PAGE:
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North Suburban News

Winchester Schools Makes Final Pitch for Override Vote

Mar 23, 2019 09:04AM ● By Lisa Redmond

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With Winchesters residents poised to vote on a $10 million Proposition 2 ½override at the Town Election on Tuesday, March 26 school administrators made a pitch for its passage at the Winchester School Funding Forum last week to explain the “heartbreaking’’ choices that will be made without the additional funding.

As school enrollment grows, special needs cost soar and personnel costs rise, Winchester School Superintendent Judy Evans told the forum without additional funding the schools will experience staffing cuts, increased class sizes, elimination of some sports teams and a lack of electives.

The Board of Selectmen is proposing voters pass a $10 million override, with $8 million being funneled to the schools to be divided between FY20 and FY21 budgets, and $2 million going to fund the town’s capital expenses.

With an override, the $122.4 million FY19 total budget (municipal and schools) would increase to $129.6 million or a 5.85 percent increase in FY20. The average taxpayer with a home worth $500,000 will pay an extra $650 in taxes spread out over two years.

The results of that ballot question will determine which budget figure is put before Town Meeting on May 6.

While Winchester residents have been “very supportive of the schools, we have come up against some challenges,’’ she said.

 “Winchester is a high performing school district,’’ often being compared high-caliber school districts such as Lexington, Concord, Acton and Lincoln, Evans said. But Winchester is at the bottom 15 percent of per pupil spending in the state by spending $2,600 per pupil, she said.

“The last few years we have only been able to keep up with the minimal needs of teachers’ salary and special education mandates,” Evans said. “There aren’t a lot of places to cut.”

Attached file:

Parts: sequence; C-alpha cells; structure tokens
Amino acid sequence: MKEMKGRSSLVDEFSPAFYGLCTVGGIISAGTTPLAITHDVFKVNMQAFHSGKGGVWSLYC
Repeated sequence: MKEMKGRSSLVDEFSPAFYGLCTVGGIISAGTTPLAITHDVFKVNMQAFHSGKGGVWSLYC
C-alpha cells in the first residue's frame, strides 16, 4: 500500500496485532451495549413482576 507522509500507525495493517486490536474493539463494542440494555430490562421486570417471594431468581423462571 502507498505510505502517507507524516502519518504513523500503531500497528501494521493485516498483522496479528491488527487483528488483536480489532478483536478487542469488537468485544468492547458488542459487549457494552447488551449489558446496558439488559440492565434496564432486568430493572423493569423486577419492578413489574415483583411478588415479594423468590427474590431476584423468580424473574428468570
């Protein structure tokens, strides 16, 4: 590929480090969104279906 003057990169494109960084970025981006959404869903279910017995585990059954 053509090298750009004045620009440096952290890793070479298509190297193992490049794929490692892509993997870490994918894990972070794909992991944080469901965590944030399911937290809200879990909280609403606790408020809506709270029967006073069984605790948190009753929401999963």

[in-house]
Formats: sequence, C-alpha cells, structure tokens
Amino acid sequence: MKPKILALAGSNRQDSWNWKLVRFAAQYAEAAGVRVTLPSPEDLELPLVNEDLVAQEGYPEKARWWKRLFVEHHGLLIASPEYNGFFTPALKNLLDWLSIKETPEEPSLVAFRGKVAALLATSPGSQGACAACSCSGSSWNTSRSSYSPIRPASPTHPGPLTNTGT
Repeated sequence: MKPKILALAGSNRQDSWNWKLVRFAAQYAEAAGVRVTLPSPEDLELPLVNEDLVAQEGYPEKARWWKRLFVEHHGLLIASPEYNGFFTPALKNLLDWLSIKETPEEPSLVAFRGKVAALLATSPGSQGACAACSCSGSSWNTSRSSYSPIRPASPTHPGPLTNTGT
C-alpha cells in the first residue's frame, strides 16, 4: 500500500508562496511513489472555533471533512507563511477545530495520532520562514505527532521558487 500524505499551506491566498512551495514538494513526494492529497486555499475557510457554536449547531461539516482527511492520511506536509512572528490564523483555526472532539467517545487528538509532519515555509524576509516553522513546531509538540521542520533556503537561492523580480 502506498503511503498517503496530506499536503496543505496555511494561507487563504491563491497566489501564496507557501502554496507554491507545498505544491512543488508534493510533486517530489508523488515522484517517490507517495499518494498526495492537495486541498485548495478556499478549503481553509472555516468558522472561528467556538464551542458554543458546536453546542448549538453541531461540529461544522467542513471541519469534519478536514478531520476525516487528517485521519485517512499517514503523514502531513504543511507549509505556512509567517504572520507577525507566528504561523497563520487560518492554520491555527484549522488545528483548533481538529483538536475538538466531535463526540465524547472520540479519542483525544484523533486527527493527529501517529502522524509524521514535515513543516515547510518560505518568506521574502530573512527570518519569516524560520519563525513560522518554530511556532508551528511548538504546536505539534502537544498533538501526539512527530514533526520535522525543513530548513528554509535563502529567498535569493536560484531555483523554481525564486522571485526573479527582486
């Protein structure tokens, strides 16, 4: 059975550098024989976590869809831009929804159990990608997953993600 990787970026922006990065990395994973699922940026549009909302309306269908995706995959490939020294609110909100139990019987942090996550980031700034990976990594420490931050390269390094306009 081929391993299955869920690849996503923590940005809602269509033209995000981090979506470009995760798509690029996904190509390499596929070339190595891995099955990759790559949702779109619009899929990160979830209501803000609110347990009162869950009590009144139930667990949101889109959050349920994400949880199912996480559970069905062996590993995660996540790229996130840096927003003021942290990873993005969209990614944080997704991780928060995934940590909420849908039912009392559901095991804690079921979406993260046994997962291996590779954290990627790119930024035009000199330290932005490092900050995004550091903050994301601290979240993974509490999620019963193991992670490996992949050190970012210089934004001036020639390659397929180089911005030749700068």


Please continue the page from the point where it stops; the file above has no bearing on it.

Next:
Personnel costs account for half of the increase with special needs mandates a close second. Since the town lacks an industrial tax base, budgets are primarily funded through property taxes.

Winchester High School Principal Dennis Mahoney said a lack of funding has meant larger class sizes. While other schools offer teacher-student ratios of 1-12, Winchester has class sizes of 1-25 or up to 30 students in some classes.

“On paper that doesn’t sound like a big deal, but there are significant ramifications,’’ he said. “We are looking for a connection between the teacher and a student. If the teacher has 30 students, some kids get lost in the shuffle.’’

Mahoney assured parents the 1,400 students who attend WHS will have the courses they need to meet the graduation requirements, but students may be squeezed out of electives because there isn’t room.

And innovative programs such as STEM (Science, Technology, Engineering and Math), which operates on a shoestring, could be lost.

The school sports program may be another casualty without an override. Winchester High School offers the third highest number of sports programs in the state, but some sports teams or junior varsity teams may be eliminated and user fees may be increased for the remaining sports.

Mahoney said he would like to expand the electives offered, such as drama. “We put on plays and musicals,’’ he said, “but we don’t have any drama courses.’’

 “We feel sports, playing in the band, performing in the play or belonging to a club are an essential part of the high school experience,’’ Evans said.

One part of the budget that is currently at zero is furniture replacement, Evans said. “We rely on left over, half broken and discarded furniture,’’ she said. Some student desks are “decades old,’’ she said.

Evans said she was “shocked’’ to find out that middle school parents are buying paper for classes, and some parents and teachers buy the art supplies.

What has help fund some of the extras is a total of $1.6 million in gifts from organizations, such as the PTA, over the last four years.  

Heidi Driscoll, president of the Winchester High School PTA, said people have been “generous,’’ but she warned, “It’s extra money we can’t rely on.’’

Evans added, “Public schools should be funded by public dollars.’’

  

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